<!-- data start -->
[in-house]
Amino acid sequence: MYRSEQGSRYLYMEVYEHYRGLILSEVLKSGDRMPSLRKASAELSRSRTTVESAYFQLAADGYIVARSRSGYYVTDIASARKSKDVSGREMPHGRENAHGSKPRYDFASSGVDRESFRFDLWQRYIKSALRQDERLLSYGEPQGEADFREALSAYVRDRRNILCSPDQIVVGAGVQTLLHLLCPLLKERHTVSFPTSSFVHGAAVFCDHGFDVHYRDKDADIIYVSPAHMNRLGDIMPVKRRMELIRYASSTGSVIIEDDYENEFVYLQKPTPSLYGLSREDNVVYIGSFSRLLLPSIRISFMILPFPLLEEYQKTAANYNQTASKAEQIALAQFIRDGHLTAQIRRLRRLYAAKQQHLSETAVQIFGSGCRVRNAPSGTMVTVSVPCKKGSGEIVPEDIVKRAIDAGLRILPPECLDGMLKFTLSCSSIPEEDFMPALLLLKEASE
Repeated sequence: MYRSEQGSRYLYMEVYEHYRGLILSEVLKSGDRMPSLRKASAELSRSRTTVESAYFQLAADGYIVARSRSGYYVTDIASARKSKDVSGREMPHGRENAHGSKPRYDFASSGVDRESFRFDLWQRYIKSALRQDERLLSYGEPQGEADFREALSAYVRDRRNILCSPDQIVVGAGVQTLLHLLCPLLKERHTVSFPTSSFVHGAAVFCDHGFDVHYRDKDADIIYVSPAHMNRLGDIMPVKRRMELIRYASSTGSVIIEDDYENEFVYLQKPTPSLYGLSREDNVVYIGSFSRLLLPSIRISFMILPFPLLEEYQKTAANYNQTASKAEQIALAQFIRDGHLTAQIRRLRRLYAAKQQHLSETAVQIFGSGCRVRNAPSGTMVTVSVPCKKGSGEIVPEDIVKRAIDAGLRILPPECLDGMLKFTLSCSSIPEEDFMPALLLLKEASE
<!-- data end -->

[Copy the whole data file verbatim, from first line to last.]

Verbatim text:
[in-house]
Amino acid sequence: MYRSEQGSRYLYMEVYEHYRGLILSEVLKSGDRMPSLRKASAELSRSRTTVESAYFQLAADGYIVARSRSGYYVTDIASARKSKDVSGREMPHGRENAHGSKPRYDFASSGVDRESFRFDLWQRYIKSALRQDERLLSYGEPQGEADFREALSAYVRDRRNILCSPDQIVVGAGVQTLLHLLCPLLKERHTVSFPTSSFVHGAAVFCDHGFDVHYRDKDADIIYVSPAHMNRLGDIMPVKRRMELIRYASSTGSVIIEDDYENEFVYLQKPTPSLYGLSREDNVVYIGSFSRLLLPSIRISFMILPFPLLEEYQKTAANYNQTASKAEQIALAQFIRDGHLTAQIRRLRRLYAAKQQHLSETAVQIFGSGCRVRNAPSGTMVTVSVPCKKGSGEIVPEDIVKRAIDAGLRILPPECLDGMLKFTLSCSSIPEEDFMPALLLLKEASE
Repeated sequence: MYRSEQGSRYLYMEVYEHYRGLILSEVLKSGDRMPSLRKASAELSRSRTTVESAYFQLAADGYIVARSRSGYYVTDIASARKSKDVSGREMPHGRENAHGSKPRYDFASSGVDRESFRFDLWQRYIKSALRQDERLLSYGEPQGEADFREALSAYVRDRRNILCSPDQIVVGAGVQTLLHLLCPLLKERHTVSFPTSSFVHGAAVFCDHGFDVHYRDKDADIIYVSPAHMNRLGDIMPVKRRMELIRYASSTGSVIIEDDYENEFVYLQKPTPSLYGLSREDNVVYIGSFSRLLLPSIRISFMILPFPLLEEYQKTAANYNQTASKAEQIALAQFIRDGHLTAQIRRLRRLYAAKQQHLSETAVQIFGSGCRVRNAPSGTMVTVSVPCKKGSGEIVPEDIVKRAIDAGLRILPPECLDGMLKFTLSCSSIPEEDFMPALLLLKEASE